}

    // in order to find lowest score you need to compare all the element
    // starting from the element at index 0
    // so far the element at index 0 is the lowest test score.
    int lowestScore = scores[0];
    
    // please note that this loop starts at index 1 since you already got the element at index 0
    // i will be 1,2,3,4
    for (int i = 1; i < NUM_TESTS; ++i)
    {
        // update lowestScore if current element is lower
        if (scores[i] < lowestScore)
        {
            lowestScore = scores[i];
        }
    }
    
    cout << "The lowest score is " << lowestScore << endl;
    
    // please refer to explantions for lowest score as this is very similar
    int highestScore = scores[0];
    for (int i = 1; i < NUM_TESTS; ++i)
    {
        if (scores[i] > highestScore)
        {
            highestScore = scores[i];
        }
    }
    
    cout << "The highest score is " << highestScore << endl;
    
    int total = 0;
    for (int i = 0; i < NUM_TESTS; ++i)
    {
        total += scores[i];
    }
    
    double avg = total * 1.0 / NUM_TESTS;
    cout << "Average of test scores:" << avg << endl;
    
    for (int i = 0; i < NUM_TESTS; ++i)
    {
        cout << scores[i] << " ";
    }
    cout << endl;
    
    return 0;
}

As you can see above it’s much easier to access (read/write) the array using loops and that’s usually recommended way unless you want to access some specific location.

Array as a function parameter

In the above example, we observed that you can have a variable for the array.
Then you might ask if the array can be used in function, either as a parameter or return type.


Quick answer is that a function can take an array as a parameter but it cannot return the array.
However, it doesn’t mean returning an array is completely impossible. Instead of returning array directly, it can return a pointer which is essentially the same as array.
Although a pointer to an array and an array is not exactly the same it is still possible to use pointer like an array.
I will discuss the difference between array and pointer in another post.
For now, let’s just focus on array used as a function parameter.
I rewrote above example code using functions instead.

#include <iostream>

using namespace std;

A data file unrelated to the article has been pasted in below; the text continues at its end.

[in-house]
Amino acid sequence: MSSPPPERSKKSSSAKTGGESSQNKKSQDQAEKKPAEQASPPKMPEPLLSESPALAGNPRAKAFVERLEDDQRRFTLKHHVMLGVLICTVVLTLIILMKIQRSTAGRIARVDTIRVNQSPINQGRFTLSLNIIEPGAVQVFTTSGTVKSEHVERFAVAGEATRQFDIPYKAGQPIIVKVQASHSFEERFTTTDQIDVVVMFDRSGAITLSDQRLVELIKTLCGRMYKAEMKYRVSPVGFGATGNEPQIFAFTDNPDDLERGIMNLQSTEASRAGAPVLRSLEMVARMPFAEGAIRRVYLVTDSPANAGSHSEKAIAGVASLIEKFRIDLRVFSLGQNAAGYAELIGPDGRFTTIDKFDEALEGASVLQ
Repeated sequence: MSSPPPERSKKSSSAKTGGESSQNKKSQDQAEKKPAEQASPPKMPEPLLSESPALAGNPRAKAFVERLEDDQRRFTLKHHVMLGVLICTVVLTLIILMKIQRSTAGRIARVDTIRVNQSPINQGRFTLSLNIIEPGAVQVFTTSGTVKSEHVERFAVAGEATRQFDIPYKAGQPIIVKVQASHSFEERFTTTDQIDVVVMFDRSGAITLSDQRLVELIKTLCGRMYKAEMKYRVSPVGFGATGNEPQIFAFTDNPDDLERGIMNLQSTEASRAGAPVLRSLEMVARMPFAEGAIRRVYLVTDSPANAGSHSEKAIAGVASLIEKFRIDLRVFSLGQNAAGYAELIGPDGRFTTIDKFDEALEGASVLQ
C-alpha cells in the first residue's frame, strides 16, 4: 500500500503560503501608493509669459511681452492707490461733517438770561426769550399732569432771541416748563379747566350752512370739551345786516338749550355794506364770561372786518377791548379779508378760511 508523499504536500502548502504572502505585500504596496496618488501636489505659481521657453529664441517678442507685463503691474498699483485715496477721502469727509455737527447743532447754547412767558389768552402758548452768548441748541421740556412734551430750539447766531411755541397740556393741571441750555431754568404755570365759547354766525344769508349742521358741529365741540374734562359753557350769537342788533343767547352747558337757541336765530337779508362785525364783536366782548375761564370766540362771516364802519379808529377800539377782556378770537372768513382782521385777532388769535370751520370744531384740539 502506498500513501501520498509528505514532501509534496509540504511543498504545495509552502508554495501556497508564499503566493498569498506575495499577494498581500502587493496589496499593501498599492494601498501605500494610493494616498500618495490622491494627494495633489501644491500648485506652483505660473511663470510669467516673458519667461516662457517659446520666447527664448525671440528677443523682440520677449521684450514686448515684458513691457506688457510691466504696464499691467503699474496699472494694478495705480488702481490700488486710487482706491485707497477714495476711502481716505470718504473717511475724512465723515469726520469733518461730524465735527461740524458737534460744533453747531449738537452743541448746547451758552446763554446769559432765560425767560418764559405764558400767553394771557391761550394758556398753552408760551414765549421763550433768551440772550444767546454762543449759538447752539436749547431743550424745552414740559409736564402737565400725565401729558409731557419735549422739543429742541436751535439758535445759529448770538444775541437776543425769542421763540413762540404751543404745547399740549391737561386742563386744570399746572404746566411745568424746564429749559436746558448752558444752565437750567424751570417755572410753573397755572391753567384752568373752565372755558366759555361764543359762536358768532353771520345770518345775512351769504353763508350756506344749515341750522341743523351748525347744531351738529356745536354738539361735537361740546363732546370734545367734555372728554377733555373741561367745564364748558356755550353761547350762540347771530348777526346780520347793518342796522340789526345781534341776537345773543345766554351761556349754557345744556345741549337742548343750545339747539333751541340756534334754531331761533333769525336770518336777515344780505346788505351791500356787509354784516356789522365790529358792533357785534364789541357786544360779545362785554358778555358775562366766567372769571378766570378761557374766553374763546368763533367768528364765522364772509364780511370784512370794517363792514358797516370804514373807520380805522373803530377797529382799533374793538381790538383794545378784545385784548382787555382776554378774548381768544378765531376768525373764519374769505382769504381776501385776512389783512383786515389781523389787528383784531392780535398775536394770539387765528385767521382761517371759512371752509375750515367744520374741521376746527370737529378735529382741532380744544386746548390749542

// this is basic syntax to have an array parameter
// you only need to specify the parameter is array. don't need to have size inside [ ]
int getHigestTestScore(int scores[], int size)
{
    // -999 is just a custom error code
    if (size <= 0)
    {
        return -999;
    }
    int highestScore = scores[0];
    for (int i = 1; i < size; ++i)
    {
        if (scores[i] > highestScore)
        {
            highestScore = scores[i];
        }
    }
    
    return highestScore;
}

// you could also specify the size like below and it works fine.
// but it's quite rigid and usually not a good choice
// in the end this function really assumes the array is sizes of 5 which isn't flexible
// and it involves some hard coded number which smells
int getHigestTestScore2(int scores[5])
{
    int highestScore = scores[0];
    for (int i = 1; i < 5; ++i)
    {
        if (scores[i] > highestScore)
        {
            highestScore = scores[i];
        }
    }
    
    return highestScore;
}

int main()
{
    int arr[] = {1,2,3,4,5};
    int high1 = getHigestTestScore(arr);
    
    int high2 = getHigestTestScore2(arr);
    return 0;
}

I think the example code is pretty clear on how to use array as a function parameter.
Although you can use a pointer instead of array I omitted here to just focus on array only.

Pros

  • Random access is allowed which enables fast search
  • No extra space is required like Linked List (i.e., next pointers)
  • Memory locality yields better access performance than Linked List since all the elements are all located next to each other

Cons

  • Adjusting the size is not flexible. You will need to copy/move elements after increasing/decreasing the size.
  • Insertion and deletion of elements are quite expensive because you have to copy/move all the elements after the operations.

Performance

Search – O(1)
Insertion – O(n)
Deletion – O(n)

Conclusion

We have taken a look at basic concepts and usage of array. However, this is not it!
There are many array related topics such as 2D array and array pointer I am going to discuss in next post.